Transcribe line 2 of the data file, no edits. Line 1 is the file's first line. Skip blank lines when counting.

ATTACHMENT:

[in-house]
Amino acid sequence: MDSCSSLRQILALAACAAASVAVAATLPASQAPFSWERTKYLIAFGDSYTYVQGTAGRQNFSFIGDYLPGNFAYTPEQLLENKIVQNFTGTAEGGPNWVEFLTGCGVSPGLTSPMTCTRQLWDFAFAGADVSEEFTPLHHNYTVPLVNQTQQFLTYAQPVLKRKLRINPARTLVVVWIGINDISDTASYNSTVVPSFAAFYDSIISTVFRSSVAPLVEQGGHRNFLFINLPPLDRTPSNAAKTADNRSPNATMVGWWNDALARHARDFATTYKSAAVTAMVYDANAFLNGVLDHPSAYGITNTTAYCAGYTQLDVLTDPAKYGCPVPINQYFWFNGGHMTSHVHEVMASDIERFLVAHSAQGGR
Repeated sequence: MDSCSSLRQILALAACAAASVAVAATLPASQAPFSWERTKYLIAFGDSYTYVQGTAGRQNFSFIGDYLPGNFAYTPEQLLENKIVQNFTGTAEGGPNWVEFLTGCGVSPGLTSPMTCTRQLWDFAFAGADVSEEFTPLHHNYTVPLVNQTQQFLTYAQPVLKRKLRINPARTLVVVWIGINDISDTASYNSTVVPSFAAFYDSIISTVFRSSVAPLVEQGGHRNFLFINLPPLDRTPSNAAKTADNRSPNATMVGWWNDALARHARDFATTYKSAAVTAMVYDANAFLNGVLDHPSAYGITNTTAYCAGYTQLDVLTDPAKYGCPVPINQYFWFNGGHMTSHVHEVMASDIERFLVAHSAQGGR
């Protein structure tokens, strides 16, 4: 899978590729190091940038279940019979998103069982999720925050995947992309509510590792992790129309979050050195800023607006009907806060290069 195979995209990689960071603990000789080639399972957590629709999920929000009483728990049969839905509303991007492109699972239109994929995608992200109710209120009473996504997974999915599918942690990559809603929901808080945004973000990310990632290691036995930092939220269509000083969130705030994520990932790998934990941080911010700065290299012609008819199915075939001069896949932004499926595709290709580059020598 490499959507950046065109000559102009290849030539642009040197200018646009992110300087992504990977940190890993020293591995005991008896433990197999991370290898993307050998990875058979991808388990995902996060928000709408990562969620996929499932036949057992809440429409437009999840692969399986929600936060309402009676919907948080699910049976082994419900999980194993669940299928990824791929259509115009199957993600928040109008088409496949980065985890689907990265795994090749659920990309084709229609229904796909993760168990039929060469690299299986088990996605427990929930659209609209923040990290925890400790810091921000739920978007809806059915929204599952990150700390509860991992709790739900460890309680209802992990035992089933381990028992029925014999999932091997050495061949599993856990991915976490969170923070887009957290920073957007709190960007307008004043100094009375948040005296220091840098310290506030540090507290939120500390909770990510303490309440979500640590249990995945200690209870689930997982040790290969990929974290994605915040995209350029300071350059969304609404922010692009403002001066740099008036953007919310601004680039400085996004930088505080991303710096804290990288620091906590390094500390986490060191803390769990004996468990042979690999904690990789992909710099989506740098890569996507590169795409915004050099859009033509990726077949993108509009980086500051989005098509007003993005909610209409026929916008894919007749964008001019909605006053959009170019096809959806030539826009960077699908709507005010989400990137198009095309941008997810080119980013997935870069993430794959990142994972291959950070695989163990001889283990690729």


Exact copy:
Amino acid sequence: MDSCSSLRQILALAACAAASVAVAATLPASQAPFSWERTKYLIAFGDSYTYVQGTAGRQNFSFIGDYLPGNFAYTPEQLLENKIVQNFTGTAEGGPNWVEFLTGCGVSPGLTSPMTCTRQLWDFAFAGADVSEEFTPLHHNYTVPLVNQTQQFLTYAQPVLKRKLRINPARTLVVVWIGINDISDTASYNSTVVPSFAAFYDSIISTVFRSSVAPLVEQGGHRNFLFINLPPLDRTPSNAAKTADNRSPNATMVGWWNDALARHARDFATTYKSAAVTAMVYDANAFLNGVLDHPSAYGITNTTAYCAGYTQLDVLTDPAKYGCPVPINQYFWFNGGHMTSHVHEVMASDIERFLVAHSAQGGR